2. Relative Strength Index (RSI)

  • Momentum oscillator fluctuating between 0 and 100
  • Identifies overbought (>70) or oversold (<30) conditions, potential for trend reversals
  • Effective in trend strength assessment; less reliable in strong trending or sideways markets

 

The Relative Strength Index (RSI) is a momentum oscillator that measures the magnitude of the latest price change, helping investors assess overbought and oversold conditions.

On a chart, the RSI is an oscillator that fluctuates between 0 and 100.

Source: TradingView

By default, the indicator measures the latest changes in the crypto price over 14 periods. It divides the average gain of the price over that period by the average loss.

How to use the RSI

  1. Overbought/oversold levels – if the RSI is above 70, then a market is in the overbought zone, and a potential trend reversal might occur. If the RSI is below 30, then the market is oversold. Crypto traders buy oversold and sell overbought crypto.

  2. Divergence – when the price and the RSI show divergence – e.g., the price goes up while the RSI goes down – you may expect a trend reversal

Source: TradingView

Pros

  • The RSI is a good tool to identify overbought and oversold levels.

  • Crypto traders can use the RSI to identify the strength of a trend.

Cons

  • In strong trending markets, the RSI can provide false signals by remaining in the overbought or oversold levels for extended periods.

  • The RSI doesn’t work well in sideways or consolidating markets. In these situations, the Stochastic oscillator is more suitable. Stochastic can used similarly, but it works differently and it uses 80 and 20 levels for overbought and oversold levels.

3. MACD

  • Combines trend-following and momentum aspects
  • Consists of MACD line, Signal line, and Histogram
  • Useful for identifying momentum changes and price divergences; may lag in real-time analysis

 

Moving Average Convergence Divergence (MACD) can be treated both as a trend-following and momentum indicator. It consists of the following:

  • The MACD line – represents the distance between two EMAs by subtracting the 26-period EMA from the 12-period EMA.

  • The Signal line – represents a 9-period EMA of the MACD line itself. It is plotted on the MACD line and acts as a trigger, signaling crypto traders about the changes in momentum.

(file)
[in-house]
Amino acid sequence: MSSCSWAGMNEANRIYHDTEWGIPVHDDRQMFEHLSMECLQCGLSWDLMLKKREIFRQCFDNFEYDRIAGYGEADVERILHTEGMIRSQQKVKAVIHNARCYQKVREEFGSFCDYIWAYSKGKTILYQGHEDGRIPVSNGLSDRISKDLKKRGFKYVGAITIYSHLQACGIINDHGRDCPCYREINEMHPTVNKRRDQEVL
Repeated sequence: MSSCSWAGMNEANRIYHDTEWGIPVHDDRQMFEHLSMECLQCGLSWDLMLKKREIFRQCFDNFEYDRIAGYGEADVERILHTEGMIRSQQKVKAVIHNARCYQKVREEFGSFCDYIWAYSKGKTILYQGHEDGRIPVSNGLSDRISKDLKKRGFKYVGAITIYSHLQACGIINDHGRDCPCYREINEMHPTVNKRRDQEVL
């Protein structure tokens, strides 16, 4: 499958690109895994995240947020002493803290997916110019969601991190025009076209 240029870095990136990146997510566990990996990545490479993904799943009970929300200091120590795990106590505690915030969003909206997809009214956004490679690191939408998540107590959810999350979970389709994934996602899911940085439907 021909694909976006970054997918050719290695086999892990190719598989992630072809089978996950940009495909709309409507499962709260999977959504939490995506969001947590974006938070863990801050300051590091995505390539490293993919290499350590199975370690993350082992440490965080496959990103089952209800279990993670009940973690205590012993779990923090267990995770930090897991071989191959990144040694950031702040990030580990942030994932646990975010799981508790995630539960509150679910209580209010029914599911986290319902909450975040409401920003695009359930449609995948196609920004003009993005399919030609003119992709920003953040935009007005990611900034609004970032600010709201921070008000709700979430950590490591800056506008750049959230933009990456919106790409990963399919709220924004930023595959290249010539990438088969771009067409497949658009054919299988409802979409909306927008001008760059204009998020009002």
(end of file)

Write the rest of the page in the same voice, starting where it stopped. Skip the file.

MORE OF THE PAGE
• Histogram – represents the difference between the MACD line and the signal line.

Source: TradingView

How to Use MACD

  1. MACD crossover – when the MACD (on TradingView, it’s the blue line) crosses the signal line from bottom to top, crypto traders open long positions. A bearish signal is valid when the MACD crosses below the signal line.

     

  2. Histogram – when the histogram is increasing in either direction, it signals the existing trend is gaining momentum.

     

  3. MACD divergences – MACD can form divergences with the price action and can be used the same way as the RSI.

     

Pros

  • MACD acts both as a momentum and trend-following indicator.

     

  • MACD can be used to find divergences in the price, which are powerful signals.

     

Cons

  • Since it relies on MAs, the indicator can lag behind the current price.

     

  • MACD is more complex for beginners.

     

  • MACD often provides false signals during sideways (neutral) markets.

4. Bollinger Bands

  • Volatility indicator with three lines forming a price-enveloping band
  • Widens during high volatility, narrows during low volatility
  • Effective in both trending and low-volatility markets; relies on moving averages

 

Bollinger Bands (BB) represent a volatility indicator, which makes it relevant for crypto traders. The indicator is made up of three lines, forming an envelope that engulfs the price and moves with it.

By default, the middle line represents a 20-period simple moving average (SMA), while the upper and lower bands represent two standard deviations from the middle line. The distance between the upper and lower lines widens during market volatility.

Source: TradingView